Other Hardware Makers: A few years ago, you could say that companies such as Dell, HP, Compaq, Lenovo offered competition but they have all been losing ground.

So really, I do not see a major player that can take on and disrupt Apple at this point. That challenge is likely to become even harder over time as Apple’s rich ecosystem continues to grow both in terms of hardware and software… Overall, I continue to think that Apple remains an obvious pick in terms of upside vs. downside.

Disclosure: Long Apple (AAPL)

Adding A Stock To My Tech Stock Dashboard ($BOX)

By: ispeculatornew | Date posted: 02.12.2015 (5:10 am)

$BOXToday, I’m adding the first of several stocks to the list of stocks that I follow; Box Inc. (BOX)

For those of you who are new to the blog, you might know that one of the main things I blog about are my long & short tech stocks. It’s not a big part of my investments but it’s a lot more active than the rest and has done extremely well in the past few years. Evey time that I look for a trade opportunity, I start by looking at the list of stocks that I follow. That list can be found here.

I also track news, earnings reports and more for all of these companies. I generally tend to stay away from trading recently turned public companies. It is partially because I want more historical data on those companies but also because they are so volatile in the first few months. Just look at the daily movements by BOX:

ycharts_chart

What is Box?

Box is an extremely interesting company to add. It is an online file sharing company that mainly focuses on a business offering. As companies quickly move their assets towards the “cloud”, Box is very well positioned as one of the leaders. Many companies have tried to do this themselves which often ends up with security issues as we saw with the now famous Sony hacking incident.

Growing Sector But…

Box’s main problem of course is that it competes with the likes of Microsoft, Google, Dropbox, Amazon and many others in a sector where margins are quickly decreasing. Many of these companies are looking at selling this service as a way to establish a relationship with these businesses rather than trying to make money off of it which makes it extremely difficult for BOX to extract good margins and for that reason, I’d be very hesitant to pay a high valuation for a stock like that.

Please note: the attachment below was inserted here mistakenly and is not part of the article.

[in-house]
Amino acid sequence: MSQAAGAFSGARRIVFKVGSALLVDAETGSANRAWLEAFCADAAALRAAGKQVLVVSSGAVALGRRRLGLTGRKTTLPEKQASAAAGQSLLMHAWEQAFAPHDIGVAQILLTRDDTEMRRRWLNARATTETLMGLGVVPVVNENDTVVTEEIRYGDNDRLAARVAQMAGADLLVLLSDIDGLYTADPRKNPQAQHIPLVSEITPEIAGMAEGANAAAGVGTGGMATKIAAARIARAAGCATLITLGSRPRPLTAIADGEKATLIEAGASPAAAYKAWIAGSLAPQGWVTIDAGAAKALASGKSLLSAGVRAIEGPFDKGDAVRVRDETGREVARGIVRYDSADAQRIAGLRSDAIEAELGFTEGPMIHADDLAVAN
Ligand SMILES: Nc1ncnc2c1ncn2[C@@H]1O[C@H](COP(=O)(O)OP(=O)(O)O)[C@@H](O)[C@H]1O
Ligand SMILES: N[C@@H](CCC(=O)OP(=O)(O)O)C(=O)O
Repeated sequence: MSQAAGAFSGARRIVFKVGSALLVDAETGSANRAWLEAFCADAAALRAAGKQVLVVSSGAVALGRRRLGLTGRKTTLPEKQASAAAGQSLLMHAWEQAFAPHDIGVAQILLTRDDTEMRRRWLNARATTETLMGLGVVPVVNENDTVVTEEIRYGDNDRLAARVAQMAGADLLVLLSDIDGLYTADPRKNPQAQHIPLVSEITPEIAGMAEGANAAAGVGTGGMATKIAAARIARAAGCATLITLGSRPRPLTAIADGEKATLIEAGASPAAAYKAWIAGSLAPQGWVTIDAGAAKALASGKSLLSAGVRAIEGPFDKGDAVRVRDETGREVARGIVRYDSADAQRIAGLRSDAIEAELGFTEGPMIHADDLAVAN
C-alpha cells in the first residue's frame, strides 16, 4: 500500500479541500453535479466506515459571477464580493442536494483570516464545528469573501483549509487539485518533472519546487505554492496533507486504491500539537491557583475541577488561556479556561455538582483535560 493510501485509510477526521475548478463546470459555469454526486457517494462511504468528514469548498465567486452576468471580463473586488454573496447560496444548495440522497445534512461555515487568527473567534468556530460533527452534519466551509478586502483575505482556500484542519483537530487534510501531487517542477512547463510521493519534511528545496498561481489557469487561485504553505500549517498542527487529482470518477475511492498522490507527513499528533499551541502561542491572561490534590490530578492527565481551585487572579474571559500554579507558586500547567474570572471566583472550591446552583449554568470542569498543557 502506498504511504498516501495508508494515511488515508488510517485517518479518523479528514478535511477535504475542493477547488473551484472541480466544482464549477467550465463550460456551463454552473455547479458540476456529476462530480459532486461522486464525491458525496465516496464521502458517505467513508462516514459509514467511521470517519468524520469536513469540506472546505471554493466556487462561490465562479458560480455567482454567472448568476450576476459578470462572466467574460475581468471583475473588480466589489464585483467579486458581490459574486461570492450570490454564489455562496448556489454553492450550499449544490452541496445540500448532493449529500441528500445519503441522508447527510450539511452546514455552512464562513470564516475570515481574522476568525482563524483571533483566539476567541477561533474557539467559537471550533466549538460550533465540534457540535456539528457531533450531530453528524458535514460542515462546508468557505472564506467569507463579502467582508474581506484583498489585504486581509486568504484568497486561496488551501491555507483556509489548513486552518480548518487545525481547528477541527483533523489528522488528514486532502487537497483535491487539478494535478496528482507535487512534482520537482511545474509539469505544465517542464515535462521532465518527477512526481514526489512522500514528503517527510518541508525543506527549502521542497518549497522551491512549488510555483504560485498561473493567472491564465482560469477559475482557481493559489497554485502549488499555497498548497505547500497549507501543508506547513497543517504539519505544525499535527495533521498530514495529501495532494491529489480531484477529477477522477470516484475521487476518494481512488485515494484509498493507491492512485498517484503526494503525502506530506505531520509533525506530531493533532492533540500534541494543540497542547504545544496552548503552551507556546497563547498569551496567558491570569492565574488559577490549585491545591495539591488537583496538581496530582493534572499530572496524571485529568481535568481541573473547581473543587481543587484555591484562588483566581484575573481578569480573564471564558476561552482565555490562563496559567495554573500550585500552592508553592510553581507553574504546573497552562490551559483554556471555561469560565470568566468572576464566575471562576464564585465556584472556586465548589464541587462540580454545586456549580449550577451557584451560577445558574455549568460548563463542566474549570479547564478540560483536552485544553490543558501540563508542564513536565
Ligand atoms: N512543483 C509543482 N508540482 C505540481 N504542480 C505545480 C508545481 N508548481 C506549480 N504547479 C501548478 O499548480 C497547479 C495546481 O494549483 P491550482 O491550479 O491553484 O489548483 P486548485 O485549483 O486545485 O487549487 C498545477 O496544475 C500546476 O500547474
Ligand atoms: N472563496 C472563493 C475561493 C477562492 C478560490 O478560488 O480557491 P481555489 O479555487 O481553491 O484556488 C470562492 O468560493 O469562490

Beware The Company’s Financials

Like other stocks such as ZenDesk (ZEN) and Salesforce (CRM), Box should be seen as a SAAS (software as a service) company and valued based off of that. Here is a great article that explains the differences involved:

Understanding SAAS: Why the pundits have it wrong

Do any of you have a position or opinion on BOX?

Time to Dump eBay ($EBAY)

By: ispeculatornew | Date posted: 10.31.2014 (4:19 am)
$ebayThis morning, I’ll be closing one of my two remaining 2014 long & short tech stock picks. Why? At this point, I can no longer support holding eBay. Why?

Valuing eBay as a Bank?

For years, I’ve been saying that I value eBay as a bank. Why? Mostly because I’m not a big believer in its “online auctions/store” business. There is very little growth left:
EBAY
Really, the growth is in its payments business:
EBAY2
That left a lot of “unlocked value”. But when eBay finally confirmed it was going to spin out Paypal, the stock reacted:
ycharts_chart
I’d argue that while not all of that value has been unlocked certainly a decent portion has.

Paypal Is In An Increasingly Bad Position

Two or three years ago, Paypal was the dominant payments player. That may still be the case but with leadership focused on irrelevant initiatives such as advertising networks, same-day shipping (which the company is now stopping), it wasted time and resources that could have been much better spent on payments.
Now, Paypal finds itself in a defensive position as it tries to fight off Apple Pay (already the clear leader), Google wallet and other initiatives by established and new players. Even worse is the clear trend where Paypal is losing momentum….
Look at this Google Trends and I would bet that 1-2 years from now, it will look very different:
I personally struggle to see much in terms of optimism when I look at $EBAY these days. The growth is slowing,The company has been so paralysed that it’s been unable to adapt fast enough to position itself . The payments (both offline and online) scene looks like it will be dominated by a few players led by Apple Pay, Google Wallets with a few outsiders like EBAY, McX and Square now looking like they’re in trouble. Of course, it’s still very early and there’s certainly a chance that Paypal could turn it around but I don’t see anything that leads me to believe that is likely.  Private company Stripe, through alliances with Apple, Alipay is clearly stealing much of Paypal’s platform with developers.
In the end, eBay no longer is a good opportunity at these levels and for now I prefer staying out of the stock
Disclaimer: Long eBay (EBAY) which will be closed on today’s opening

 

Increasingly Confused by Amazon ($AMZN)…the Good, The Bad And The Great

By: ispeculatornew | Date posted: 09.30.2014 (3:00 am)

$AMZNMany of you know how much I believe in my “web ecosystem theory”. I have started working on a new article about it and the impact that mobile has had on that theory but as you can guess, I’m still a big believer in placing chips on the 5 major ecosystem players ($GOOG, $AAPL, $FB, $MSFT, $AMZN). I have already taken significant longer term stakes in Apple and Facebook which have worked out well so far. I’m certainly not saying that other tech players can’t have success but it’s important to keep in mind that they will need to co-exist with these established players in order to do well. Netflix ($NFLX), Twitter ($TWTR) and TripAdvisor ($TRIP – which I recently bought – are a few of the players which I think will do well despite not “controlling their ecosystem”.